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Pagham Birder: The Blog

A regular account of the birds seen mainly on and around Pagham Spit, the Lagoon and the North Wall plus other birding exploits from time to time.
Any news of interest regarding the ongoing erosion problems on Pagham Beach will, from now on, be shown on my other blog together with general beach photos.. Click on the link... Pagham Beach Blog on this page.

Friday, December 31, 2010

Scaup or Tufted?

It is a Scaup and there is a Tufted duck with a lot of white to base of bill!
Yes, following on from comments in yesterdays blog I found the female Scaup in the harbour and the'scaup like' tufted on the Lagoon.
Over 250 Shelduck noted in the harbour with good numbers of Pintail but all outnumbered by Wigeon. The Peregrine was on his favourite spot on New Island  and the Kingfisher was fishing in the Lagoon. All the usual waders present and an earlier visit to North Wall produced a single Fieldfare, a Kestrel tucking into  quite a sizeable (but unidentifiable) bird but alas no sign of yesterdays reported Bittern.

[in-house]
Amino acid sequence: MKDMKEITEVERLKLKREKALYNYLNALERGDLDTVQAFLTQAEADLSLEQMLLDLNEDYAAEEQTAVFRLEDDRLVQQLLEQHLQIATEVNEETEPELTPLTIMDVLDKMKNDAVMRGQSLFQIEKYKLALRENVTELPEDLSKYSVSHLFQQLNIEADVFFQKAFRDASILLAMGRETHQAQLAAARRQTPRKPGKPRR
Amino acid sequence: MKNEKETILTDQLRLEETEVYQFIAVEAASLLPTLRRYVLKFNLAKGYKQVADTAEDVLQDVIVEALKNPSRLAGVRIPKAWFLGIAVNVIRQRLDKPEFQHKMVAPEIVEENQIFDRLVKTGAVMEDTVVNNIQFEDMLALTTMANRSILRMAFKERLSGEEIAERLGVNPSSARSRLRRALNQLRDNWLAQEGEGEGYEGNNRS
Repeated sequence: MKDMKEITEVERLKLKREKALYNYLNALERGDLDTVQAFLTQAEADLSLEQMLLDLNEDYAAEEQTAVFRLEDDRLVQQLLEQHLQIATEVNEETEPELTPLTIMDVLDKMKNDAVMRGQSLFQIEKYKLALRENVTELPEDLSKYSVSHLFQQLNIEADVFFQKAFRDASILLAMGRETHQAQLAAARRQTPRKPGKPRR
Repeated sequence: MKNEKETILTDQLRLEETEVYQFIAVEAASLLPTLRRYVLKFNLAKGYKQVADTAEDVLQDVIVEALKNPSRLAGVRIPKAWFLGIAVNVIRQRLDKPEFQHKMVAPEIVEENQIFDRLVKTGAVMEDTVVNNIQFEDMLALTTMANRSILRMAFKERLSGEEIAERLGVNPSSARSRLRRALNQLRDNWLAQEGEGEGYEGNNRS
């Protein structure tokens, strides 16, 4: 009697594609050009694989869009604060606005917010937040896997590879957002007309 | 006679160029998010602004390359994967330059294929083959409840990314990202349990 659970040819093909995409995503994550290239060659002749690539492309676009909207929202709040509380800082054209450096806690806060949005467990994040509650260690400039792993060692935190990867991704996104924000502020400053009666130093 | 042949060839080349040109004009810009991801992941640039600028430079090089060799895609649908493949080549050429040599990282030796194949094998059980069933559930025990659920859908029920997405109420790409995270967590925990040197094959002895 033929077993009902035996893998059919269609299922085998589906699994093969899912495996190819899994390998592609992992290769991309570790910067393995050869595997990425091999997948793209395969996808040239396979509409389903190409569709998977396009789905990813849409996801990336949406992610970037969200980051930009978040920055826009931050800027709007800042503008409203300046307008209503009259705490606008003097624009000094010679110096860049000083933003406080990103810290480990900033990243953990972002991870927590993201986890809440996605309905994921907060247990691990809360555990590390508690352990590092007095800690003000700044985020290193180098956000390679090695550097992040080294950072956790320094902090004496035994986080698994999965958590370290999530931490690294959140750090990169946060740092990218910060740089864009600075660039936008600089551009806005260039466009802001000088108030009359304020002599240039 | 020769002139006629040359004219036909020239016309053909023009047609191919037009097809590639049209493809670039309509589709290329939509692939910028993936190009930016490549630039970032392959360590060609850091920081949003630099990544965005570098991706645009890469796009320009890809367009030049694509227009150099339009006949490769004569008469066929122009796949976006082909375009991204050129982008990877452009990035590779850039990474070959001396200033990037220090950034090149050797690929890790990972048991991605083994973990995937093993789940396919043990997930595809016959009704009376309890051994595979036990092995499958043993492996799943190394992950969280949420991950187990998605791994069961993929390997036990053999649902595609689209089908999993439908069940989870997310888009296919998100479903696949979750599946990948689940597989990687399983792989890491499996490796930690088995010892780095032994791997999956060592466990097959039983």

So ends 2010.

Happy New Year to one and all.

Thursday, December 30, 2010

Another murky day

The past few days have been truly uninviting and my outings have been short lived . Yesterday was particularly awful with a thick mist redcucing visibility so that I could not see the sea or even the other side of Pagham lagoon. However as a possible Scaup had been reported on the Lagoon and in the harbour I did venture out and saw the bird which may have been the suspect. My thoughts however were  that it was a female Tufted Duck showing a considerable amount of white at the base of the bill...I will look again when the light improves!

The other highlight was 2 Water Rails showing very well from the board walk at the eastern end of the even walking slowly in front of me along the board walk.

This morning, despite the continuing gloom Goldeneye,Pochard, Tufted Duck, Kingfisher, Mediterranean Gulls and a Green Woodpecker  were all present in or around the lake. A flock of about 300 Knot were circling the mudflats accompanied by the usual selection of waders and ducks.

Friday, December 24, 2010

A busy week

Christmas week has been busy with little time for birding ...a brief walk to the harbour on a very cold morning a couple of days ago  gave views of the usual waders and duck species plus good views of 5 Avocet, a seal in the harbour entrance and a dead fox on the shore line.
A quick sortie at high tide this afternoon produced nothing unusual but the light was superb and gave an opportunity to get a couple of good images of Turnstone, Ringed Plover and Grey Plover along the high tide mark... a small Knot flock was roosting on the Church Norton extended shingle spit.